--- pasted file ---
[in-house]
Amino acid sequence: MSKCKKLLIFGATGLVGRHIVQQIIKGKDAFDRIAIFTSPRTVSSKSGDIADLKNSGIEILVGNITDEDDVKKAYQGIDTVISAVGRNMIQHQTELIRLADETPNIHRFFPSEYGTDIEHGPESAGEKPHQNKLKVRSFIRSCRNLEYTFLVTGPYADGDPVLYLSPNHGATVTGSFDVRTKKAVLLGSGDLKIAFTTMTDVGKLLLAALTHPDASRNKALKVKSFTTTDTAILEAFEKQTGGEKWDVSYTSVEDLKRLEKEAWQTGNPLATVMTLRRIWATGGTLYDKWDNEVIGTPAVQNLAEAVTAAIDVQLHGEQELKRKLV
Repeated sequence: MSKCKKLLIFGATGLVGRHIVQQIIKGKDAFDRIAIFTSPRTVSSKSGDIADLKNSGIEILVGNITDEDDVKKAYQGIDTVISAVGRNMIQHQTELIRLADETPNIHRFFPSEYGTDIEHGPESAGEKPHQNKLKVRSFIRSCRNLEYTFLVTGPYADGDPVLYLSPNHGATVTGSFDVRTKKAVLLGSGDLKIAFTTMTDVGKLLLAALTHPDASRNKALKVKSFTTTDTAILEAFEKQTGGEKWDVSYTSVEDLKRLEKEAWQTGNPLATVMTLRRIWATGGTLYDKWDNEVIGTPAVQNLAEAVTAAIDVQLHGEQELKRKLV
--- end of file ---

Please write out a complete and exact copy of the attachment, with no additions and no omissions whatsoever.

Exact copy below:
[in-house]
Amino acid sequence: MSKCKKLLIFGATGLVGRHIVQQIIKGKDAFDRIAIFTSPRTVSSKSGDIADLKNSGIEILVGNITDEDDVKKAYQGIDTVISAVGRNMIQHQTELIRLADETPNIHRFFPSEYGTDIEHGPESAGEKPHQNKLKVRSFIRSCRNLEYTFLVTGPYADGDPVLYLSPNHGATVTGSFDVRTKKAVLLGSGDLKIAFTTMTDVGKLLLAALTHPDASRNKALKVKSFTTTDTAILEAFEKQTGGEKWDVSYTSVEDLKRLEKEAWQTGNPLATVMTLRRIWATGGTLYDKWDNEVIGTPAVQNLAEAVTAAIDVQLHGEQELKRKLV
Repeated sequence: MSKCKKLLIFGATGLVGRHIVQQIIKGKDAFDRIAIFTSPRTVSSKSGDIADLKNSGIEILVGNITDEDDVKKAYQGIDTVISAVGRNMIQHQTELIRLADETPNIHRFFPSEYGTDIEHGPESAGEKPHQNKLKVRSFIRSCRNLEYTFLVTGPYADGDPVLYLSPNHGATVTGSFDVRTKKAVLLGSGDLKIAFTTMTDVGKLLLAALTHPDASRNKALKVKSFTTTDTAILEAFEKQTGGEKWDVSYTSVEDLKRLEKEAWQTGNPLATVMTLRRIWATGGTLYDKWDNEVIGTPAVQNLAEAVTAAIDVQLHGEQELKRKLV